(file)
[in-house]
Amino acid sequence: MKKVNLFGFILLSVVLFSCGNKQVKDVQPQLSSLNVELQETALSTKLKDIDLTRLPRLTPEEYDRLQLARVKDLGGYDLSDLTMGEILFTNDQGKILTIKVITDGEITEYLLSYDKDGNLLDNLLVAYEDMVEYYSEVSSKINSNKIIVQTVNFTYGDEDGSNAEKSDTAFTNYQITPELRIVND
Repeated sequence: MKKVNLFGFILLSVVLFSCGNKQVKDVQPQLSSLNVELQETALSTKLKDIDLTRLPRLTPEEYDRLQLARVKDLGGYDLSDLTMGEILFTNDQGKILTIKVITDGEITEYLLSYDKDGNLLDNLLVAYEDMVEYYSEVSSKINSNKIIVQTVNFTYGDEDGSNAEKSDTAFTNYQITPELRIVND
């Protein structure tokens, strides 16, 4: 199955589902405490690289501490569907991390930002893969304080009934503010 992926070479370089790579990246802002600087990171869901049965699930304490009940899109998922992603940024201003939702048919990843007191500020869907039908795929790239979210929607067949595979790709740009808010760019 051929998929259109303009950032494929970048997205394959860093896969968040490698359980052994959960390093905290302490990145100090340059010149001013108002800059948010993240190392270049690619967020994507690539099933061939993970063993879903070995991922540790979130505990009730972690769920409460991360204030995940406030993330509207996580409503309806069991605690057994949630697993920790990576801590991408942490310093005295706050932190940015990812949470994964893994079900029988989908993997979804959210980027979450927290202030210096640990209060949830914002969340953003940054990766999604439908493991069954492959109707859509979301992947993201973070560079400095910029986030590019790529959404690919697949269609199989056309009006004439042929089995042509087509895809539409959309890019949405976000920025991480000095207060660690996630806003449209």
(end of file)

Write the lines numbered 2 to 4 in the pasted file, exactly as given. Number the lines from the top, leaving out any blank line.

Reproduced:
Amino acid sequence: MKKVNLFGFILLSVVLFSCGNKQVKDVQPQLSSLNVELQETALSTKLKDIDLTRLPRLTPEEYDRLQLARVKDLGGYDLSDLTMGEILFTNDQGKILTIKVITDGEITEYLLSYDKDGNLLDNLLVAYEDMVEYYSEVSSKINSNKIIVQTVNFTYGDEDGSNAEKSDTAFTNYQITPELRIVND
Repeated sequence: MKKVNLFGFILLSVVLFSCGNKQVKDVQPQLSSLNVELQETALSTKLKDIDLTRLPRLTPEEYDRLQLARVKDLGGYDLSDLTMGEILFTNDQGKILTIKVITDGEITEYLLSYDKDGNLLDNLLVAYEDMVEYYSEVSSKINSNKIIVQTVNFTYGDEDGSNAEKSDTAFTNYQITPELRIVND
């Protein structure tokens, strides 16, 4: 199955589902405490690289501490569907991390930002893969304080009934503010 992926070479370089790579990246802002600087990171869901049965699930304490009940899109998922992603940024201003939702048919990843007191500020869907039908795929790239979210929607067949595979790709740009808010760019 051929998929259109303009950032494929970048997205394959860093896969968040490698359980052994959960390093905290302490990145100090340059010149001013108002800059948010993240190392270049690619967020994507690539099933061939993970063993879903070995991922540790979130505990009730972690769920409460991360204030995940406030993330509207996580409503309806069991605690057994949630697993920790990576801590991408942490310093005295706050932190940015990812949470994964893994079900029988989908993997979804959210980027979450927290202030210096640990209060949830914002969340953003940054990766999604439908493991069954492959109707859509979301992947993201973070560079400095910029986030590019790529959404690919697949269609199989056309009006004439042929089995042509087509895809539409959309890019949405976000920025991480000095207060660690996630806003449209």